Me: “Sorry, but I’m not available anymore. Thank you, anyway, for the call, and have a nice day.”

Employee #1: “Ah… Okay… Have a nice day.”

(The next day, the phone rings again:)

Employee #2: “Hello, I’m [Employee #2] from [Company]. I know you already spoke with my coworker yesterday, but we really need you. We are still in the final production rush and we can’t find enough personnel.”

Me: “I’m afraid I’m not available.”

Employee #2: “Please? You already made the training, and you have the needed certifications. We really are short on employees!”

Me: “Again, I have a new job, and I surely won’t quit for a two-week contract. Please do not contact me again.”

(They tried to call me another two times, but I simply dropped their calls until they stopped trying. Seriously, we are still in an economic crisis and many people still strive to find a job, but do they really expect someone to be sitting on his butt for two months waiting for a vague “maybe in the future,” or even willing to quit a better job for a two-week contract?)

Taking A Different View On The Interview

, , , , , , , | Working | March 6, 2018

(I’ve come in for a job interview. The manager seems to like me and keeps asking me questions for 20 minutes, even though I don’t have previous experience in the job. The interview is wrapping up, and I feel like it’s gone pretty well.)

Manager: “Well, unfortunately, I’ve received an application from someone with previous experience doing this exact sort of work, and for that reason, he’s more qualified for the position. But if the other person hadn’t applied, I would definitely have hired you; I feel you could perform this job very well.”

Me: *upset, but plastering on a smile as best I can* “Oh. Well, thank you, anyway. Would it be possible for you to keep my resume on file, in case an opening comes up?”

Manager: “Oh, yes, of course.”

Me: “Thanks. I appreciate it.”

(We shake hands, and I get up and head for the door.)

Manager: “You know, if you manage to get experience somewhere else, please do feel free to come back and apply again.”

(I wish I had just smiled and given her a polite promise to do just that, but I was so surprised by her gall that I ended up making an involuntary, “Are you kidding me?” face, instead.)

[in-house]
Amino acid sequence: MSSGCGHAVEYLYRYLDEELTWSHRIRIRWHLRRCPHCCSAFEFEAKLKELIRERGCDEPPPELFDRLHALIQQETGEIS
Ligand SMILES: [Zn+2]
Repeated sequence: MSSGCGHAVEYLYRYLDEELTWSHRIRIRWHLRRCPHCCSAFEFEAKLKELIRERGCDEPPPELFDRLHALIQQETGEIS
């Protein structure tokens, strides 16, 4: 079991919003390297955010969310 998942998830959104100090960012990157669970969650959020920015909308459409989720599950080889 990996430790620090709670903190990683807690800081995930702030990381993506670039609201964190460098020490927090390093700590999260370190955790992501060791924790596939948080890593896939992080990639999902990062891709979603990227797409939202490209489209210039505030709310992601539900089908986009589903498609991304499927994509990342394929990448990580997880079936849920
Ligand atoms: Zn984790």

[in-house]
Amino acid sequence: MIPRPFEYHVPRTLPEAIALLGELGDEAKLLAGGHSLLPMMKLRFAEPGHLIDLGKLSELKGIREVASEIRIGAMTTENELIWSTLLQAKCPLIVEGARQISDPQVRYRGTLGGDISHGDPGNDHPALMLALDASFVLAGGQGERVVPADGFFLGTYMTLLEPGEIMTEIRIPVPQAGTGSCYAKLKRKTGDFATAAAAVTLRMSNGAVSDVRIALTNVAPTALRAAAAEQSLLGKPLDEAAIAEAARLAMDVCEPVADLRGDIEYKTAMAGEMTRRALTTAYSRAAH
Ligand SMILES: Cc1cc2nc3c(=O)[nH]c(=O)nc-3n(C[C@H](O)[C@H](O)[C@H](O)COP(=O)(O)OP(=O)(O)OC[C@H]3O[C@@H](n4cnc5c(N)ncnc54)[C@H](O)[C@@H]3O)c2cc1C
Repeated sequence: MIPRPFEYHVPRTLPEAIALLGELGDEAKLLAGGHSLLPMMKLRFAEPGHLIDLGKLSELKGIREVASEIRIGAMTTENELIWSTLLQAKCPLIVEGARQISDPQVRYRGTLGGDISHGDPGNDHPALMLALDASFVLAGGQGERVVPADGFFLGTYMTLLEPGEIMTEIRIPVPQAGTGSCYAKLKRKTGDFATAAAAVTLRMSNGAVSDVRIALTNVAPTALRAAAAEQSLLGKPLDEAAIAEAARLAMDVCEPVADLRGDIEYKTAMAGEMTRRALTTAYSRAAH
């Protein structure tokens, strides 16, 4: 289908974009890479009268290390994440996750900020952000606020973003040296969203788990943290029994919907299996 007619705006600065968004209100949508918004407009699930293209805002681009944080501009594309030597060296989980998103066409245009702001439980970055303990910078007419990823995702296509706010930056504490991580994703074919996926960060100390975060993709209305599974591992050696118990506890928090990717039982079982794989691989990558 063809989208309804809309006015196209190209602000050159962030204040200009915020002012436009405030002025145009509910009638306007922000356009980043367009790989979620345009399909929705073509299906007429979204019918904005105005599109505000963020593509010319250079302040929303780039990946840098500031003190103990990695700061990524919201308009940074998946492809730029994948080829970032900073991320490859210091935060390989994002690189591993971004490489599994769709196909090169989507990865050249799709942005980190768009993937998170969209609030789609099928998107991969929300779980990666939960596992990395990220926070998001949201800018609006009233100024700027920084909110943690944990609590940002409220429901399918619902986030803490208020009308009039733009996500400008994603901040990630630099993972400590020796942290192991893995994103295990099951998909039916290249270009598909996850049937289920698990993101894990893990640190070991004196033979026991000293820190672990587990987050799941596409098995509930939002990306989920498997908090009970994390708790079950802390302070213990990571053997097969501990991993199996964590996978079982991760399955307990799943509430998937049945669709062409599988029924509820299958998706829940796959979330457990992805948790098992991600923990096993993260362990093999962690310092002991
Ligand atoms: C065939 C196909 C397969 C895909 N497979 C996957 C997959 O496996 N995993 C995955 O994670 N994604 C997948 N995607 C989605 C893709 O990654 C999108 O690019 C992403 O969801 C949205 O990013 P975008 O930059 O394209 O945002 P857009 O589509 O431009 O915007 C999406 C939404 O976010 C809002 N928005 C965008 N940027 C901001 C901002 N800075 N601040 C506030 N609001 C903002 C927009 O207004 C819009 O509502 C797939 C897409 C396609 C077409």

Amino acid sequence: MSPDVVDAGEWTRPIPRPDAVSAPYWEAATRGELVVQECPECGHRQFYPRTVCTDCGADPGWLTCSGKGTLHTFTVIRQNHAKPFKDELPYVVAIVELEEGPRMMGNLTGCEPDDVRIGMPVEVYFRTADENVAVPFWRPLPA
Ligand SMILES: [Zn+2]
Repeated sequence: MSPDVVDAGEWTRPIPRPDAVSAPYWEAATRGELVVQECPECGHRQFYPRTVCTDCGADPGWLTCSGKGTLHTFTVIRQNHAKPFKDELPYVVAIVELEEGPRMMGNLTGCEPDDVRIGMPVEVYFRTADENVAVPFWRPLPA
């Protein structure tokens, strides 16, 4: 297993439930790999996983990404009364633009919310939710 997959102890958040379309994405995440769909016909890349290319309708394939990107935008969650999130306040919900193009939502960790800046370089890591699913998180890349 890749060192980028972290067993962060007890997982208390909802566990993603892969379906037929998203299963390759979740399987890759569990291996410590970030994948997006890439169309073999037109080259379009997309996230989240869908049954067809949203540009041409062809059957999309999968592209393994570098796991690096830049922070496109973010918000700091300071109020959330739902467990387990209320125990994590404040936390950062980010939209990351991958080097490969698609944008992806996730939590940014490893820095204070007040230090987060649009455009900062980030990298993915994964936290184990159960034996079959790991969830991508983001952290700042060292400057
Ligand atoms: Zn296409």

Landing A Job Causes Someone Else To Crash

, , , , , , , | Working | March 2, 2018

(I am a teenager fresh out of school. I need some money but don’t have much work experience, so I apply for several retail and entry-level jobs. I get a few interviews, including one at a well-known retail chain, [Store]. The interview goes well, and I am told I’ll hear from them within the week. In the meantime, I continue going on interviews, and about two weeks later I accept a job in another field. Two full months after my interview at [Store], I get the following phone call:)

HR Representative: “Hi, this is [HR Representative] from [Store], calling for [My Name]. We just wanted to let you know that your first shift is on Monday, so we need you to come in and fill out some paperwork before then.”

Me: “Oh, I’m sorry. It’s been so long since the interview, and I hadn’t heard anything, so I accepted another position. I appreciate your call, but I’m afraid I won’t be able to work with you.”

HR Representative: “But you filled out an application and said you wanted a job.”

Me: “Yes, I did. But my interview was two months ago, and no one from [Store] ever contacted me to offer me a job, or to tell me that I was in line for one. Your call is the first contact I’ve had. I applied several places and have accepted a position in another field. I really needed a job, you see, so I took one when it was offered.”

HR Representative: “Well, we’re really short-staffed, so we need you to start on Monday.”

Me: “Again, I’m sorry, but I really can’t. The job I’ve accepted is full-time, Monday to Friday, so I really wouldn’t be available for anything beyond occasional part-time work.”

HR Representative: “But we need you on Monday.”

Me: *pause* “…and I’m very sorry, but I am not available.”

HR Representative: “You shouldn’t lie on your application. If you say you want a job, you should take it when it’s offered.”

Me: “That’s exactly what I did.”